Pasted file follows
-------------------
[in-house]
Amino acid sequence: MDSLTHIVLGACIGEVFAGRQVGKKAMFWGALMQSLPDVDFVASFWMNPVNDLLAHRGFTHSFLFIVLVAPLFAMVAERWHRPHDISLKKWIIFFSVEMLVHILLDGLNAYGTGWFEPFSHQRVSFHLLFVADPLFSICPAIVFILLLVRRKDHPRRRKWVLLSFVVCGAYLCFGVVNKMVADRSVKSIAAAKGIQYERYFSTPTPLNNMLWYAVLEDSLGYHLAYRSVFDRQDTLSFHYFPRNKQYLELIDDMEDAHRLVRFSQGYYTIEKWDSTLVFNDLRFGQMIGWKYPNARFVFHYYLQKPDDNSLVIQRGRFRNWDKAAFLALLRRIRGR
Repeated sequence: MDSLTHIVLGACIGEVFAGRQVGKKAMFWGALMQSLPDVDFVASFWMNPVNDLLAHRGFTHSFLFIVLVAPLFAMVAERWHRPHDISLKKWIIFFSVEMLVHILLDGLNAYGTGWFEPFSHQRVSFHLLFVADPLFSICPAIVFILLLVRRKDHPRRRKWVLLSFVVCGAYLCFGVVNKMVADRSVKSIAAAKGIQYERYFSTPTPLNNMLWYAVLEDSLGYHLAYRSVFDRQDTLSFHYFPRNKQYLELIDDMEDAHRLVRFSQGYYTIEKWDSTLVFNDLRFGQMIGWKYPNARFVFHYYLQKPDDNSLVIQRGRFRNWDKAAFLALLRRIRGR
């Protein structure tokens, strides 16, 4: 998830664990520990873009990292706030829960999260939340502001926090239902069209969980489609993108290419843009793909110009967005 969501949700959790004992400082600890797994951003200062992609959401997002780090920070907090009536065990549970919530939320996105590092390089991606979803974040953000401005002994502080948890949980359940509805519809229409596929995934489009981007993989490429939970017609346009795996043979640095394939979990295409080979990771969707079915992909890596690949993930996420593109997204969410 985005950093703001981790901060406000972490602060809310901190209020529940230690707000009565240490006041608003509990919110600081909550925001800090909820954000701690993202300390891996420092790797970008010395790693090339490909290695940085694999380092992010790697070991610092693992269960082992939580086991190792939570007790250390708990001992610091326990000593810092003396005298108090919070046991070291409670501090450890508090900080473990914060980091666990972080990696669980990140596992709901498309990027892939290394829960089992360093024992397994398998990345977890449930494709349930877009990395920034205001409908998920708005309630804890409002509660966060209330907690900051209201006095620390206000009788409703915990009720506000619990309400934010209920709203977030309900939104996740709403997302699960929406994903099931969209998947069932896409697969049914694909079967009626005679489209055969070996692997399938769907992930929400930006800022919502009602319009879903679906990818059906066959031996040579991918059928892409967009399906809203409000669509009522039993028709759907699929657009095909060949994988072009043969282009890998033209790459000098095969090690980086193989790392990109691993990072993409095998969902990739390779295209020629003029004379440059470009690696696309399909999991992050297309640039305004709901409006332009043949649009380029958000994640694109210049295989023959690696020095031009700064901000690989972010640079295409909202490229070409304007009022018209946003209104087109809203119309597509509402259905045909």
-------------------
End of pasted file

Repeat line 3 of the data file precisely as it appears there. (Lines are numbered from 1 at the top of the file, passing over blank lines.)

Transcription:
Repeated sequence: MDSLTHIVLGACIGEVFAGRQVGKKAMFWGALMQSLPDVDFVASFWMNPVNDLLAHRGFTHSFLFIVLVAPLFAMVAERWHRPHDISLKKWIIFFSVEMLVHILLDGLNAYGTGWFEPFSHQRVSFHLLFVADPLFSICPAIVFILLLVRRKDHPRRRKWVLLSFVVCGAYLCFGVVNKMVADRSVKSIAAAKGIQYERYFSTPTPLNNMLWYAVLEDSLGYHLAYRSVFDRQDTLSFHYFPRNKQYLELIDDMEDAHRLVRFSQGYYTIEKWDSTLVFNDLRFGQMIGWKYPNARFVFHYYLQKPDDNSLVIQRGRFRNWDKAAFLALLRRIRGR